Nine cricket records no one remembers
Abdur Rehman, an experienced Pakistani left-arm spinner, was barred from bowling in the Asia Cup match against Bangladesh last year after he bowled three consecutive high full-tosses. After the third one, Umpire Johan Cloete suspended him from bowling and he finished with figures of 0-0-8-0, which was a new record.
Abdur Rehman, for sure, was not happy after registering his name in the record book but there are some other big names of the cricketing world that have made records which they are not proud of.
1. Most ducks in ODIs:
Undoubtedly, playing against Sanath Jayasuriya in the mid-90s was nothing less than a nightmare for most bowlers. But while Jayasuria holds the record for one the fastest ODI 50 on just 17 balls, this is not his only record. He also has the record for most ducks, 34, in ODIs to his name. Surprisingly, the man next to him is Shahid Afridi, who scored the fastest ODI century on just 37 balls, with 30 ducks. The third in the row is legendary, Wasim Akram, with 28 ducks.
2. Most ducks in Test cricket:
Guess, who is Jayasuriya’s counterpart in Test cricket? Yes, the man with more than 500 Test wickets under his belt; former West Indian pacer Courtney Walsh was bowled 43 times on duck in 185 Test innings. Chris Martin of New Zealand is second with 36 ducks and the great Australian bowler, Glenn McGrath, is third in the row with 35 ducks in 138 innings.
3. Most-times bowled out in Test cricket:
Rahul Dravid, famous for his style and technique, holds the distinction of most-times being bowled in Test cricket with 54 times. He is followed by Australian Alan Border, who has been bowled out 53 times. Little master, Sachin Tendulkar remained unlucky in being bowled out and falls in the third rank with 48 times.
4. Most expensive over in test cricket:
King of swing, Wasim Akram, is of the view that Jimmy Anderson is the better bowler but Burewala Express, Waqar Younis, favours Dale Steyn. However, Wasim’s opinion came into question after the last Ashes trophy matches took place.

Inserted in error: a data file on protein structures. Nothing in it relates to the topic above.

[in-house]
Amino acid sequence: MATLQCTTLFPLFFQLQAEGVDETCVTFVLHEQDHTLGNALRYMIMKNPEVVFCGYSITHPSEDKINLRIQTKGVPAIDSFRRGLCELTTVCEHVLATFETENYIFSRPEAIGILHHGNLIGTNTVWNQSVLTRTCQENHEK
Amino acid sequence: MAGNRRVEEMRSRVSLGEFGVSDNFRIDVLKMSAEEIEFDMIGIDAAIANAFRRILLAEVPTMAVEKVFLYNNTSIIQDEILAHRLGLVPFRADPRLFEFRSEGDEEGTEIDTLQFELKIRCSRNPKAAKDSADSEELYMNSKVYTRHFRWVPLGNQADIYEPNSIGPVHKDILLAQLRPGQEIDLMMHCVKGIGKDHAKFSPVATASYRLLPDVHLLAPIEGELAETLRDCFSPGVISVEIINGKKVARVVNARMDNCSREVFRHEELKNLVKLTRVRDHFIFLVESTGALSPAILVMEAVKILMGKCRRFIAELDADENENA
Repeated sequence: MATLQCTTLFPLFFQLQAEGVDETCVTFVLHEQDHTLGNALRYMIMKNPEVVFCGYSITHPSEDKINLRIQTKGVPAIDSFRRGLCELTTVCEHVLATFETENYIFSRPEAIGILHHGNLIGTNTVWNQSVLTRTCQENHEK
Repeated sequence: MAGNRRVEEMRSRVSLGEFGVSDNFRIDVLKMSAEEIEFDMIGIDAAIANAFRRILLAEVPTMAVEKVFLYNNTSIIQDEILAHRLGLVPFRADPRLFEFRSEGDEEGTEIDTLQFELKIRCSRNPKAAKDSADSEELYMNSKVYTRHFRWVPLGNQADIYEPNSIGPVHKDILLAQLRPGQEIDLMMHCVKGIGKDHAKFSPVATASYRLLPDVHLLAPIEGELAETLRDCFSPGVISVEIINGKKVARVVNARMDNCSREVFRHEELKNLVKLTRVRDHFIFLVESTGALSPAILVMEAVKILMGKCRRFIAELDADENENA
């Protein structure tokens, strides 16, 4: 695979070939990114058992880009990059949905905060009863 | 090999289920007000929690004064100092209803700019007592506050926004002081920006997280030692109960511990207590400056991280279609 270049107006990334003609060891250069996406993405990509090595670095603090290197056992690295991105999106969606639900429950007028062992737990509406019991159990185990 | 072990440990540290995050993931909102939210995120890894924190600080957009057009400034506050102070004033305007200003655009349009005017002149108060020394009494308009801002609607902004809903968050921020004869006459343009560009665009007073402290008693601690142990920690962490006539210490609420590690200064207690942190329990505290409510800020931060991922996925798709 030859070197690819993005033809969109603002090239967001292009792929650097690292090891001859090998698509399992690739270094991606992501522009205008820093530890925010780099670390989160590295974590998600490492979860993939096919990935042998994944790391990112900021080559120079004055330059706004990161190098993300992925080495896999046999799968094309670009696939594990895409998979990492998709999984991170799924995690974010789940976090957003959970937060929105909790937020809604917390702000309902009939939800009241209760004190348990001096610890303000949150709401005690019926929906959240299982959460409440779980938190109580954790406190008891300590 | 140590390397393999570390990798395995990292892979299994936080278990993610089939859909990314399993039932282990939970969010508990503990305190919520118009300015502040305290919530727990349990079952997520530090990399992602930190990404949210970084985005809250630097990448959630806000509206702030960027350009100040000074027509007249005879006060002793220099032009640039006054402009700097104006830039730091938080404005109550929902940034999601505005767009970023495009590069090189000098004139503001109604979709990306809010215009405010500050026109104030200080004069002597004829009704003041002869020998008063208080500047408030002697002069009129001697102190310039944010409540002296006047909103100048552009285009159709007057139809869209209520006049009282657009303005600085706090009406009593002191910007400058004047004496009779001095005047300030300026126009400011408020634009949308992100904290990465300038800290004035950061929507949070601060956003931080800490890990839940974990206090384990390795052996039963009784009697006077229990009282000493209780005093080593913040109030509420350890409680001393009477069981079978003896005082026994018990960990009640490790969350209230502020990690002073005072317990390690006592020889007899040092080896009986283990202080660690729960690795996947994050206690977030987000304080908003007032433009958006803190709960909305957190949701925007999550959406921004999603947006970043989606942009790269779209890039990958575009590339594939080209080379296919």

Though Anderson could not inflict any real damage to the Australian batting line, he remained successful at bowling the most expensive over of Test cricket history, when George Bailey scored 28 runs in Perth against him. Robin Peterson of South Africa shares the record with Anderson.
Surprisingly, Peterson also conceded 35 runs in an ODI over against Thisara Perera, the Sri Lankan striker. He is second after Van Bunge of Holland who conceded six sixes on six balls – against Herschelle Gibbs.
5. Most no-balls and longest over in Test cricket:
Curtly Ambrose was undoubtedly the most fearsome bowler of the 90s. The big man, who captured over 400 wickets in Tests, bowled the longest 15-ball over containing record nine no-balls. The match was played in Perth in February 1993. Despite Ambrose’s errors in the first innings, West Indies won the match by 10 wickets and Ambrose was player of the match with a five-wicket haul.
6. Longest over in an ODI match
Muhammad Sami, the only bowler who made hat-tricks in all formats (T20 hat-trick in BPL) of the game, bowled a 17-ball over against Bangladesh containing seven wides and four no balls in Asia Cup 2004. It was the third over of the match while Sami’s first over was wicket maiden. It is the longest over so far in the 50-over format.
7. Most runs conceded in Test with no wicket
Imran Tahir, who was born in Pakistan but played for South Africa, has the worst bowling figures in Test cricket. In Adelaide Test, 2012, against Australia, he bowled 37-overs and conceded 267 runs without any wicket. Second to him is Khan Muhammad of Pakistan with 259 runs in 54-overs without any wicket against West Indies in 1958.
8. Slowest century in Tests:
While Corey Anderson recently broke Boom Boom’s record of the fastest ODI century after 17 years, Mudassar Nazar of Pakistan still holds the record of slowest century in Test cricket. In 1977-78, he completed his century in record 557 minutes at Lahore against England.
9. Golden duck in century tests:
Playing a 100 Test matches is itself a milestone but making the century Test memorable is exceptional. English skipper Alastair Cook is the only batsman of this special club with a golden duck in his 100th Test. Surprisingly, in his 99 previous Tests, Cook was never out on the first ball. But, in the second inning of his 100th Test played at Perth, he collected his first ever golden duck.
While we remember the positive records and remembers players for their progressive achievements, we should also keep in mind the less highlighted records. They too, after all, required hard work, albeit of a negative nature.
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